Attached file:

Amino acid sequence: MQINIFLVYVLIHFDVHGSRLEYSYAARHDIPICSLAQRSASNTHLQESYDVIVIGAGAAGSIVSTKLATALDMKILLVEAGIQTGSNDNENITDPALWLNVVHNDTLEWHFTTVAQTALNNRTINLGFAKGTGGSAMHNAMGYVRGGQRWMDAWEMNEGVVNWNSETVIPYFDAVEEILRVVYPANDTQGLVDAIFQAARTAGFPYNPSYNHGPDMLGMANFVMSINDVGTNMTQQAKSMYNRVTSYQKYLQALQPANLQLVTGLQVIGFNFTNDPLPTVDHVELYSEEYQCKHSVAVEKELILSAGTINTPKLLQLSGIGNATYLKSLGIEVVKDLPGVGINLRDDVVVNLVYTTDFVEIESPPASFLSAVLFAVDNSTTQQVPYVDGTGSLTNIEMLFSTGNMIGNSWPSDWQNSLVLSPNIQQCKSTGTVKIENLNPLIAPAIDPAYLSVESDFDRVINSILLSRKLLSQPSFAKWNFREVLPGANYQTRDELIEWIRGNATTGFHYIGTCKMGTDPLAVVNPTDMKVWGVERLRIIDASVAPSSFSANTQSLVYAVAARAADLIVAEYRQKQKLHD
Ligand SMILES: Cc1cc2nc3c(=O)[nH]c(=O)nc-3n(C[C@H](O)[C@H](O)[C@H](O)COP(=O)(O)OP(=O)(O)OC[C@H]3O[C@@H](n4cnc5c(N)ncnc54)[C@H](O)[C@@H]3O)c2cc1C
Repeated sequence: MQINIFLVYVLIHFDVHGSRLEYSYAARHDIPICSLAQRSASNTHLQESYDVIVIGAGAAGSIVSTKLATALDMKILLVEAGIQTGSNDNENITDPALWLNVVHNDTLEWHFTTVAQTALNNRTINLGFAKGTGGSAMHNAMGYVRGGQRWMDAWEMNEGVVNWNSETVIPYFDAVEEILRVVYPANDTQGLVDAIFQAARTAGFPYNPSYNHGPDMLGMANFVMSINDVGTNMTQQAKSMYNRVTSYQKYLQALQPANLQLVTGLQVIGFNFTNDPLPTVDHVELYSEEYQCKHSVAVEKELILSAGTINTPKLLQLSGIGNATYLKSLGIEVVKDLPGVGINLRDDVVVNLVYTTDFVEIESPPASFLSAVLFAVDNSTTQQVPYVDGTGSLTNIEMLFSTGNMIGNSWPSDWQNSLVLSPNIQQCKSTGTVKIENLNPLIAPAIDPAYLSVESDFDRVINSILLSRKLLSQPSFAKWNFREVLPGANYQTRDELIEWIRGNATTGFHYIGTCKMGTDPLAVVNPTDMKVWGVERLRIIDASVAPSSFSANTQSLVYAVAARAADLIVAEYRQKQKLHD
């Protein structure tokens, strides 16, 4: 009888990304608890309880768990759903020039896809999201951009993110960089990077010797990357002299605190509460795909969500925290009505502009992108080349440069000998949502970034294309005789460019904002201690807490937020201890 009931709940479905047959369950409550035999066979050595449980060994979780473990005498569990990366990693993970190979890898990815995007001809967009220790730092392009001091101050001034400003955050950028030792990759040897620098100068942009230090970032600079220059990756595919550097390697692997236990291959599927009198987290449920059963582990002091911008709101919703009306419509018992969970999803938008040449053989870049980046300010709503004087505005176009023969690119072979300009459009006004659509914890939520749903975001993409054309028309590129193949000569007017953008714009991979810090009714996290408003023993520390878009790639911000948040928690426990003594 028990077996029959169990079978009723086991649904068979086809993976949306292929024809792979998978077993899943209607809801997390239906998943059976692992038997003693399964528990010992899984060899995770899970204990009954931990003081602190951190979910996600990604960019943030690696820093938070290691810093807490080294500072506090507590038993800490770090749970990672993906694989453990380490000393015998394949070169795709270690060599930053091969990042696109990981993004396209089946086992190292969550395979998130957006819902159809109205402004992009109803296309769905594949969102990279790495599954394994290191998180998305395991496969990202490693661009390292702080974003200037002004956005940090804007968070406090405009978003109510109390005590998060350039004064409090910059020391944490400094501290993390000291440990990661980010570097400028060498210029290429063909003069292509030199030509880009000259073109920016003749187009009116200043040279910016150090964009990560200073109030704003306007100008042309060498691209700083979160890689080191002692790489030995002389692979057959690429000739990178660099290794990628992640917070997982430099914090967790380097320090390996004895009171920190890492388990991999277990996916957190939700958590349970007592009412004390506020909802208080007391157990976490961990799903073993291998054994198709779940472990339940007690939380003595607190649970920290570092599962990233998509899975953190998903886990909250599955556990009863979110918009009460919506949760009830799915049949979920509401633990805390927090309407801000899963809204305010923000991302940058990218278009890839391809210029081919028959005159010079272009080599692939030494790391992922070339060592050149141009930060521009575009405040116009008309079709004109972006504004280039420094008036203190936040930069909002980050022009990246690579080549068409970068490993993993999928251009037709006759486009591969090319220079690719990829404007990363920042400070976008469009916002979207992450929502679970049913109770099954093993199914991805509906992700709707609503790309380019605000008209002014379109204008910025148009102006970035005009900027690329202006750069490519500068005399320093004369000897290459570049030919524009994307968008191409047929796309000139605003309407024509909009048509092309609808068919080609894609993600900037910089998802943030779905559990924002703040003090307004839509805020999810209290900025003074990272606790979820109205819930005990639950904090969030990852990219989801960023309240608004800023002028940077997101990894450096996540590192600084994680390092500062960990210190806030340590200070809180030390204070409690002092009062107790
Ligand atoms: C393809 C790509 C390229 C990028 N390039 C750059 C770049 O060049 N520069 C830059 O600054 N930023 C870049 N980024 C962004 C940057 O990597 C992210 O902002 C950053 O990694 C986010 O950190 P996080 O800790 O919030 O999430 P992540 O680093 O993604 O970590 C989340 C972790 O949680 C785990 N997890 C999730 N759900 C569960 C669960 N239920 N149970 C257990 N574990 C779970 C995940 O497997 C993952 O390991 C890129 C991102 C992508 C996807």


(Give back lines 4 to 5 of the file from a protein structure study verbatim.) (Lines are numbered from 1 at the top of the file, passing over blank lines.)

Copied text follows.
């Protein structure tokens, strides 16, 4: 009888990304608890309880768990759903020039896809999201951009993110960089990077010797990357002299605190509460795909969500925290009505502009992108080349440069000998949502970034294309005789460019904002201690807490937020201890 009931709940479905047959369950409550035999066979050595449980060994979780473990005498569990990366990693993970190979890898990815995007001809967009220790730092392009001091101050001034400003955050950028030792990759040897620098100068942009230090970032600079220059990756595919550097390697692997236990291959599927009198987290449920059963582990002091911008709101919703009306419509018992969970999803938008040449053989870049980046300010709503004087505005176009023969690119072979300009459009006004659509914890939520749903975001993409054309028309590129193949000569007017953008714009991979810090009714996290408003023993520390878009790639911000948040928690426990003594 028990077996029959169990079978009723086991649904068979086809993976949306292929024809792979998978077993899943209607809801997390239906998943059976692992038997003693399964528990010992899984060899995770899970204990009954931990003081602190951190979910996600990604960019943030690696820093938070290691810093807490080294500072506090507590038993800490770090749970990672993906694989453990380490000393015998394949070169795709270690060599930053091969990042696109990981993004396209089946086992190292969550395979998130957006819902159809109205402004992009109803296309769905594949969102990279790495599954394994290191998180998305395991496969990202490693661009390292702080974003200037002004956005940090804007968070406090405009978003109510109390005590998060350039004064409090910059020391944490400094501290993390000291440990990661980010570097400028060498210029290429063909003069292509030199030509880009000259073109920016003749187009009116200043040279910016150090964009990560200073109030704003306007100008042309060498691209700083979160890689080191002692790489030995002389692979057959690429000739990178660099290794990628992640917070997982430099914090967790380097320090390996004895009171920190890492388990991999277990996916957190939700958590349970007592009412004390506020909802208080007391157990976490961990799903073993291998054994198709779940472990339940007690939380003595607190649970920290570092599962990233998509899975953190998903886990909250599955556990009863979110918009009460919506949760009830799915049949979920509401633990805390927090309407801000899963809204305010923000991302940058990218278009890839391809210029081919028959005159010079272009080599692939030494790391992922070339060592050149141009930060521009575009405040116009008309079709004109972006504004280039420094008036203190936040930069909002980050022009990246690579080549068409970068490993993993999928251009037709006759486009591969090319220079690719990829404007990363920042400070976008469009916002979207992450929502679970049913109770099954093993199914991805509906992700709707609503790309380019605000008209002014379109204008910025148009102006970035005009900027690329202006750069490519500068005399320093004369000897290459570049030919524009994307968008191409047929796309000139605003309407024509909009048509092309609808068919080609894609993600900037910089998802943030779905559990924002703040003090307004839509805020999810209290900025003074990272606790979820109205819930005990639950904090969030990852990219989801960023309240608004800023002028940077997101990894450096996540590192600084994680390092500062960990210190806030340590200070809180030390204070409690002092009062107790
Ligand atoms: C393809 C790509 C390229 C990028 N390039 C750059 C770049 O060049 N520069 C830059 O600054 N930023 C870049 N980024 C962004 C940057 O990597 C992210 O902002 C950053 O990694 C986010 O950190 P996080 O800790 O919030 O999430 P992540 O680093 O993604 O970590 C989340 C972790 O949680 C785990 N997890 C999730 N759900 C569960 C669960 N239920 N149970 C257990 N574990 C779970 C995940 O497997 C993952 O390991 C890129 C991102 C992508 C996807």